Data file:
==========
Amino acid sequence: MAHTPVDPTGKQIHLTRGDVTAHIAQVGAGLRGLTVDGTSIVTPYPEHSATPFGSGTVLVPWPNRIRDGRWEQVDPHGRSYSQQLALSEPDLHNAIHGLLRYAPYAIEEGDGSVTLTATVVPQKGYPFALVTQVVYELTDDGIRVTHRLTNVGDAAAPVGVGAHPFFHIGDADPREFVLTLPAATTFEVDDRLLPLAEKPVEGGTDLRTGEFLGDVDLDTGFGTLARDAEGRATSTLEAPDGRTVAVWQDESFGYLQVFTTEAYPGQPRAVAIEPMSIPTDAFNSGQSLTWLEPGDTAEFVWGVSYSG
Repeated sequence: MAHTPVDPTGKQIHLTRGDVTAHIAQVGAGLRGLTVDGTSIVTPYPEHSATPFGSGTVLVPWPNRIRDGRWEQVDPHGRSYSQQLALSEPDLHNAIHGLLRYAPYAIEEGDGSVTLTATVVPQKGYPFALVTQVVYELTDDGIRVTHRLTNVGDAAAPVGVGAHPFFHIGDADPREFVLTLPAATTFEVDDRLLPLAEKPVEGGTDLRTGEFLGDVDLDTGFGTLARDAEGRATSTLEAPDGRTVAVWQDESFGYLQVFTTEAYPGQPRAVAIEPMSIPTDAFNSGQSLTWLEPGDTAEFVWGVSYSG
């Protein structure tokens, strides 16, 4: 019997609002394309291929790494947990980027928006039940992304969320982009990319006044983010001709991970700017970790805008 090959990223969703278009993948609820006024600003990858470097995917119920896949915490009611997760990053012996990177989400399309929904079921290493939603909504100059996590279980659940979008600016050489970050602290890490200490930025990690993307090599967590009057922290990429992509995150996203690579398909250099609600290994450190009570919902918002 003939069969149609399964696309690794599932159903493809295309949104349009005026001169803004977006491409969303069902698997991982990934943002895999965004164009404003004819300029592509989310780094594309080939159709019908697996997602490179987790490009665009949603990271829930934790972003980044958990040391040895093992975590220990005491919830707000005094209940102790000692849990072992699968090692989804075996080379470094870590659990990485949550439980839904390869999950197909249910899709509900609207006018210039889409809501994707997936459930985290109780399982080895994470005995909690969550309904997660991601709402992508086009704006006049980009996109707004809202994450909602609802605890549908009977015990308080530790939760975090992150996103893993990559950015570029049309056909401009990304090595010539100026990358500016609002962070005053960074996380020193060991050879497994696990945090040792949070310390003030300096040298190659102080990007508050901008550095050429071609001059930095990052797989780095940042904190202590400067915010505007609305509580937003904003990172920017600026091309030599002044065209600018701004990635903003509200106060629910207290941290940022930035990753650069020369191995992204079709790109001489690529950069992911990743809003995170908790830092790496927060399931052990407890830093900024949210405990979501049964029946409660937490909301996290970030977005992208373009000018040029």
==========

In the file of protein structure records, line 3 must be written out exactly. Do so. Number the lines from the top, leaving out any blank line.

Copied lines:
């Protein structure tokens, strides 16, 4: 019997609002394309291929790494947990980027928006039940992304969320982009990319006044983010001709991970700017970790805008 090959990223969703278009993948609820006024600003990858470097995917119920896949915490009611997760990053012996990177989400399309929904079921290493939603909504100059996590279980659940979008600016050489970050602290890490200490930025990690993307090599967590009057922290990429992509995150996203690579398909250099609600290994450190009570919902918002 003939069969149609399964696309690794599932159903493809295309949104349009005026001169803004977006491409969303069902698997991982990934943002895999965004164009404003004819300029592509989310780094594309080939159709019908697996997602490179987790490009665009949603990271829930934790972003980044958990040391040895093992975590220990005491919830707000005094209940102790000692849990072992699968090692989804075996080379470094870590659990990485949550439980839904390869999950197909249910899709509900609207006018210039889409809501994707997936459930985290109780399982080895994470005995909690969550309904997660991601709402992508086009704006006049980009996109707004809202994450909602609802605890549908009977015990308080530790939760975090992150996103893993990559950015570029049309056909401009990304090595010539100026990358500016609002962070005053960074996380020193060991050879497994696990945090040792949070310390003030300096040298190659102080990007508050901008550095050429071609001059930095990052797989780095940042904190202590400067915010505007609305509580937003904003990172920017600026091309030599002044065209600018701004990635903003509200106060629910207290941290940022930035990753650069020369191995992204079709790109001489690529950069992911990743809003995170908790830092790496927060399931052990407890830093900024949210405990979501049964029946409660937490909301996290970030977005992208373009000018040029």